It's been almost a century since mankind relocated from Earth, but there is still work to unite everyone. What does it mean to think, to speak, to choose? The questions of the ages are being tumbled about.

Follow Six young people as they learn to deal with their thoughts and the thoughts of those around them, and as they learn just what it means to live life.

Describe your WIP in ten short phrases.

  • Christian Political Sci-Fi
  • A Series Of Thoughts
  • Futuristic
  • Distopian/ Utopian
  • Giant mosquitoes
  • Stand alone novellas
  • Philosophical questions
  • Rationalizing emotions
  • Character driven
  • Conflicting worldviews

How did you come up with the idea of your story?
It was almost four years ago. My mom picked me up after I'd just finished cleaning a house for someone. I was pretty miserable, as before going I was covered with welts from mosquito bites, and after cleaning and using a lot of bleach I also had terrible rashes covering my arms.

Also, the bleach was affecting my breathing.

Never having been a fan of science fiction, I told my mom, "I'm going to write a science fiction that has giant blood thirsty mosquitoes and bad guys that ride them and shoot bleach guns."

After that... the story just happened. I sat down, started writing, and words became a young black man attending University of the Mind (OUM) where a professor was speaking to them about the three moons. I'm not really sure how the story took over from bleach guns and giant mosquitoes.

Why did you choose to write this WIP? What gave it priority over all the other plot bunnies?
I had just decided to be serious about my writing, joining GTW's 100 for 100 challenge. I had never written a story longer than a few thousand words. So tackling a longer story was an exciting idea. I wrote was has now become the third book of A Series of Thoughts. Why did it receive priority? You know, I'm not sure. I've never been able to understand why I decide to write one book over another. I have many ideas, true. But I've always been the type to stick to one at a time till it was done. Maybe I was just really frustrated with bleach and mosquitoes and had to let those feelings loose? Haha, who knows?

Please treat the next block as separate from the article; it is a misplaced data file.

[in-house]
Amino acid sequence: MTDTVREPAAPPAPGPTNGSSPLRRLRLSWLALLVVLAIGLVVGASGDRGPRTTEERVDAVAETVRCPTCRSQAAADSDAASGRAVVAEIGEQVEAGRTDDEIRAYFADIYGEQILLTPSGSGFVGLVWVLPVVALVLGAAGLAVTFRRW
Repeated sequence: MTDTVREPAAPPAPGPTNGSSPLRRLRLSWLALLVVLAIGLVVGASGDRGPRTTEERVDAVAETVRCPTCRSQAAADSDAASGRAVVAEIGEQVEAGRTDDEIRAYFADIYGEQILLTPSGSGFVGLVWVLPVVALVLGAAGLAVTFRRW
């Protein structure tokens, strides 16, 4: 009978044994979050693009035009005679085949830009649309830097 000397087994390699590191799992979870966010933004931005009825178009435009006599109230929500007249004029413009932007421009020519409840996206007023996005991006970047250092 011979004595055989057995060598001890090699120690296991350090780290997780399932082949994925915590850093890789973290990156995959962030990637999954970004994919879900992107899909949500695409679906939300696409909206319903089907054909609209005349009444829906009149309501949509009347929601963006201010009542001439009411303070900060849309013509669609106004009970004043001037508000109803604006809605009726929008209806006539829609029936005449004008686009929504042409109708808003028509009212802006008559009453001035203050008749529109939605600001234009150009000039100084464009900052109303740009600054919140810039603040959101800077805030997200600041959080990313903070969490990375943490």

How did you go about preparing to write it?
Now, this is fun.

I wrote book #3 back when I was 18. And never thought it would become more. But over the last few years sequels developed inside my mind.

Then this last year I realized I was ready to write the rest of my series. I challenged one of my best friends to write novella for novella during NaNo. We each has an idea for a six book novella series, accumulating to at least 100k words. So it was perfect!

NaNo was a hectic month for both of us!

I prepared for my novellas by... thinking, and writing down a title for each one, and a small page of basic details.

I'm a strong pantser.

I managed to write most of the remaining books during NaNo, over 80k words. I finished up the series in December.

And that's all the preparing I did.

Did you have to do any research for this story? What was the most interesting/funny story connected with your research?